R4 and other game-copying devices on sale in Akihabara in 2008. A new law passed in 2011 attaches criminal penalties to the sale of such devices.
Photo: Jean Snow/Wired
The first arrest has been made under Japan’s Unfair Competition Prevention Act since it was amended last year to combat piracy-enabling devices, according to a Nintendo press release.
An IT Media report states that the defendant, a self-employed 39-year-old man living in Saitama, allegedly sold game-pirating devices to three people over the internet between Feb. 14 and March 9 for a total of 7,200 yen ($91 US). He was arrested Wednesday by the Aichi Prefectural Police Department.
“We hope that these devices will disappear from the marketplace in light of this recent action,” Nintendo said in its statement.
Devices such as the R4, which allow consumers to circumvent copyright protection on handheld videogame consoles, are collectively known in Japan as majikon.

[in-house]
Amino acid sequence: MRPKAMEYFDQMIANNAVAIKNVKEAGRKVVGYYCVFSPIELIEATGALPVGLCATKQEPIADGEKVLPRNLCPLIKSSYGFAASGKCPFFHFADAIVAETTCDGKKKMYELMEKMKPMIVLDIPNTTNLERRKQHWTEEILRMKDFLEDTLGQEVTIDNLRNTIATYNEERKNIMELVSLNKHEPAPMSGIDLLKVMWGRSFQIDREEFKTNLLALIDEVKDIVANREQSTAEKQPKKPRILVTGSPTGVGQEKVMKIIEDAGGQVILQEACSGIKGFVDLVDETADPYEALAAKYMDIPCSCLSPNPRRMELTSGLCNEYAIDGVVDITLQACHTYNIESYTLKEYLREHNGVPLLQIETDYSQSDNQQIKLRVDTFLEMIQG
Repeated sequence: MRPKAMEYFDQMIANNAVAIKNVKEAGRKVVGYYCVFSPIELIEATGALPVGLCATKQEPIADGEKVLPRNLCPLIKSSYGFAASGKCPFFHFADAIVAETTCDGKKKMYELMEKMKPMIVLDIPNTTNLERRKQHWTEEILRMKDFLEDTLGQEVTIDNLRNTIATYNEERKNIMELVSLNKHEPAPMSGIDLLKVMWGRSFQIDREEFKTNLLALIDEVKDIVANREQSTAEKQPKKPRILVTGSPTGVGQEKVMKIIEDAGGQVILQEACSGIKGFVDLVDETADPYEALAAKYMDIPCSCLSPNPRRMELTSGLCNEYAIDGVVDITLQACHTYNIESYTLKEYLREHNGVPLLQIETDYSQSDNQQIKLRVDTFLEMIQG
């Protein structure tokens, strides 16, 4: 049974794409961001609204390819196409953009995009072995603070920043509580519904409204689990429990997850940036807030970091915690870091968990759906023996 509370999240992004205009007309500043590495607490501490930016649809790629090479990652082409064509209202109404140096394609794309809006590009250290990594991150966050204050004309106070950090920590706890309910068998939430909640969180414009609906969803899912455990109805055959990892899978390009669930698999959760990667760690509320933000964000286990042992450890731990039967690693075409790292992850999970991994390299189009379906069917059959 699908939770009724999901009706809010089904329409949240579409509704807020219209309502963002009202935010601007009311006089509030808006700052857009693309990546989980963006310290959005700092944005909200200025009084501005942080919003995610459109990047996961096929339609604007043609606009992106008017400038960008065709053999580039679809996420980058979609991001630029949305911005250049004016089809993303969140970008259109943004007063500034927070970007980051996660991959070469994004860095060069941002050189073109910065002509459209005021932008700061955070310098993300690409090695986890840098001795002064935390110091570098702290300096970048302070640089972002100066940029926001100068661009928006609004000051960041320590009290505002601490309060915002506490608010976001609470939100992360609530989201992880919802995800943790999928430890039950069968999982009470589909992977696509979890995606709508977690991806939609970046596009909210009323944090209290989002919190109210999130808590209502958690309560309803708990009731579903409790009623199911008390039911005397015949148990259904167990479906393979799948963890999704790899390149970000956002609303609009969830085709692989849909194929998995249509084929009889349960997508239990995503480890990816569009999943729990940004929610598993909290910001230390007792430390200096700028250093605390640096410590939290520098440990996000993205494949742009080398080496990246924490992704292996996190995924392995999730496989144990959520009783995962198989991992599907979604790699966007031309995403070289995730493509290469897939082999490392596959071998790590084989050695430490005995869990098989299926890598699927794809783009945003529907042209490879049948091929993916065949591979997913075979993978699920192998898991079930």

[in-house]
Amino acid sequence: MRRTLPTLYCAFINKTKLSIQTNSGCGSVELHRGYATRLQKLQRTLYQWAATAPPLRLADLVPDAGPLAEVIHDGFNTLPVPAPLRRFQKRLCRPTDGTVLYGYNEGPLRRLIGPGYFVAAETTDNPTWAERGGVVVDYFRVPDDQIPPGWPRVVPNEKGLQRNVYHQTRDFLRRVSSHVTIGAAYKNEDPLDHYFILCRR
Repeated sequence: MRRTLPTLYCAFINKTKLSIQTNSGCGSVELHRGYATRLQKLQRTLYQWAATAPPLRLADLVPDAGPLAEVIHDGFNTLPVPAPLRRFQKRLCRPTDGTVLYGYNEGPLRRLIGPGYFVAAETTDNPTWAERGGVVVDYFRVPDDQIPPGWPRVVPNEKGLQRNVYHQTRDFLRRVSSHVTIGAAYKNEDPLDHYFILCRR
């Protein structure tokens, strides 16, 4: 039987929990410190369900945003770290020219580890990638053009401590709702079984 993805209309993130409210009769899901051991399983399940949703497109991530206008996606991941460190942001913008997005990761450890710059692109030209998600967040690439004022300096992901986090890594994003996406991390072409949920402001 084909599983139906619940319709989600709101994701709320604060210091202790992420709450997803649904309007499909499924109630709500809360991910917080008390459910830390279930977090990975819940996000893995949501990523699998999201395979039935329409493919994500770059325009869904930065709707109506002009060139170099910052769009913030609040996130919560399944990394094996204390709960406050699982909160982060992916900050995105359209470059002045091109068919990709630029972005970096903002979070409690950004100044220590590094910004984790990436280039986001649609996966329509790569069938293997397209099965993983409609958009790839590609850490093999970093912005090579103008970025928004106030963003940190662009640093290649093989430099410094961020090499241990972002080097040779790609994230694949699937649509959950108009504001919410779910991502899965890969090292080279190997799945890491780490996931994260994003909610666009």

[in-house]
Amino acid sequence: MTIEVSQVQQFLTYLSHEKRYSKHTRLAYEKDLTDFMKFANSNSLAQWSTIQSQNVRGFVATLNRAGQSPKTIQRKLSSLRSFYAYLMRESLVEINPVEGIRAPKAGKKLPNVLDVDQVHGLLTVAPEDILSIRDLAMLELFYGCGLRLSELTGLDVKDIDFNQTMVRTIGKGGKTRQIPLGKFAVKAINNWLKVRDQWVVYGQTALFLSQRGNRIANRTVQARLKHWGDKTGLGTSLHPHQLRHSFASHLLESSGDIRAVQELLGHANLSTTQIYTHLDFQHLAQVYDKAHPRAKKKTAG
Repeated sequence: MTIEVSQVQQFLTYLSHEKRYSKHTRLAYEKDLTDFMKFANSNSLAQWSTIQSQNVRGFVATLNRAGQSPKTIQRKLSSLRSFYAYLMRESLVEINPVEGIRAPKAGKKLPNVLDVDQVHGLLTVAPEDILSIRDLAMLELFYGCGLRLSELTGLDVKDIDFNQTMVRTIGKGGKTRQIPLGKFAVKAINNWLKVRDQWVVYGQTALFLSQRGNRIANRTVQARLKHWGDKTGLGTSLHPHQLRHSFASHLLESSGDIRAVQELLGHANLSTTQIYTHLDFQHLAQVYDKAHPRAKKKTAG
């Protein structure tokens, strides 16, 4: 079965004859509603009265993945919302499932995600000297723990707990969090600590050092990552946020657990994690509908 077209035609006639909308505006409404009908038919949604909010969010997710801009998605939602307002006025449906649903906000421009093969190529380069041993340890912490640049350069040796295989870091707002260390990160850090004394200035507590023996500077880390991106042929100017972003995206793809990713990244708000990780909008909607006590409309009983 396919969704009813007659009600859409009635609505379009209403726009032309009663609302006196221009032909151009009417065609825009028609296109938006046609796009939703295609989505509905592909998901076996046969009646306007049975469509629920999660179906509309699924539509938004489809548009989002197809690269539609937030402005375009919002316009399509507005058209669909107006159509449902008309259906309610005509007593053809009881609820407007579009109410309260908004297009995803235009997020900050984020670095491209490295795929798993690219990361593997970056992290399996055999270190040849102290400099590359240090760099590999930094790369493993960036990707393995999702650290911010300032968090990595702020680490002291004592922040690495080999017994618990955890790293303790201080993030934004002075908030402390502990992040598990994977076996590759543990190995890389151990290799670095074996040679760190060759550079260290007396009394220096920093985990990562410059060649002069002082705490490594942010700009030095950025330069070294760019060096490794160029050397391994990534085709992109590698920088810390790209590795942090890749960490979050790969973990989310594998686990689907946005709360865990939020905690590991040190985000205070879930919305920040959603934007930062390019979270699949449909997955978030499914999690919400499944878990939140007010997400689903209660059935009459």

While it has been illegal to sell majikon in Japan for years, the ban carried no criminal penalties, so the devices remained readily available on the internet as well as on the streets of Japan’s electronics districts.
A December 2011 revision of Japan’s Unfair Competition Prevention Act allowed for such penalties to be applied to “the act of providing devices to circumvent technological restriction measures.”
Nintendo did not speak to the details of the case, aside from praising the efforts of the Aichi Prefectural Police Department.
Also included in today’s announcement was news of a Fukuoka man arrested in February for modding Wii consoles so that they could play copies of software backed up onto a hard drive. While not a majikon case, he was charged with violating the new Unfair Competition Prevention Act as well as the Japanese Copyright Act.
Alongside these Japanese actions, Nintendo also highlighted majikon sales bans around the world in countries such as Korea, Taiwan, the United Kingdom, Italy, the Netherlands and Germany.